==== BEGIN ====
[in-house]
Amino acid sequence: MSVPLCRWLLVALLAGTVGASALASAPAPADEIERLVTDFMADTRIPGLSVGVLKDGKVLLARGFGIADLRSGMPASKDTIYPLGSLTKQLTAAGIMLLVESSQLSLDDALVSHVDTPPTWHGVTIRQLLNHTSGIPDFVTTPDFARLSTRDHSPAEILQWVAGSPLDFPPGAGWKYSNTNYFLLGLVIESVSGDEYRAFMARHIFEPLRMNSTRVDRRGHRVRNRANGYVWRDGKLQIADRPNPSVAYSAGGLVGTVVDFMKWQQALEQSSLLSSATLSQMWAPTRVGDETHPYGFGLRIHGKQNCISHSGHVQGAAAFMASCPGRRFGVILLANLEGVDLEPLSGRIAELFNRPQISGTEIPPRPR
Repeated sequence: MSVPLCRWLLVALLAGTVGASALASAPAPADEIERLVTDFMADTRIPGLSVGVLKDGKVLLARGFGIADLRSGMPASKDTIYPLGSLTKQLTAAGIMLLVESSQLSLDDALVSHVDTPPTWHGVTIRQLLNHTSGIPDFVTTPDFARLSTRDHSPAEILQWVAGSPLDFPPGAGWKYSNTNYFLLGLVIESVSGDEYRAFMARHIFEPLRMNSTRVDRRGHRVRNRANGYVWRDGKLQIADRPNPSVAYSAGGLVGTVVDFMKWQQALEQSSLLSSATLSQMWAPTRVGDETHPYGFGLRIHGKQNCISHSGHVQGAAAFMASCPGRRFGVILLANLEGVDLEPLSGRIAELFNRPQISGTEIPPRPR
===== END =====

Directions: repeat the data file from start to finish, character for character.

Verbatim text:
[in-house]
Amino acid sequence: MSVPLCRWLLVALLAGTVGASALASAPAPADEIERLVTDFMADTRIPGLSVGVLKDGKVLLARGFGIADLRSGMPASKDTIYPLGSLTKQLTAAGIMLLVESSQLSLDDALVSHVDTPPTWHGVTIRQLLNHTSGIPDFVTTPDFARLSTRDHSPAEILQWVAGSPLDFPPGAGWKYSNTNYFLLGLVIESVSGDEYRAFMARHIFEPLRMNSTRVDRRGHRVRNRANGYVWRDGKLQIADRPNPSVAYSAGGLVGTVVDFMKWQQALEQSSLLSSATLSQMWAPTRVGDETHPYGFGLRIHGKQNCISHSGHVQGAAAFMASCPGRRFGVILLANLEGVDLEPLSGRIAELFNRPQISGTEIPPRPR
Repeated sequence: MSVPLCRWLLVALLAGTVGASALASAPAPADEIERLVTDFMADTRIPGLSVGVLKDGKVLLARGFGIADLRSGMPASKDTIYPLGSLTKQLTAAGIMLLVESSQLSLDDALVSHVDTPPTWHGVTIRQLLNHTSGIPDFVTTPDFARLSTRDHSPAEILQWVAGSPLDFPPGAGWKYSNTNYFLLGLVIESVSGDEYRAFMARHIFEPLRMNSTRVDRRGHRVRNRANGYVWRDGKLQIADRPNPSVAYSAGGLVGTVVDFMKWQQALEQSSLLSSATLSQMWAPTRVGDETHPYGFGLRIHGKQNCISHSGHVQGAAAFMASCPGRRFGVILLANLEGVDLEPLSGRIAELFNRPQISGTEIPPRPR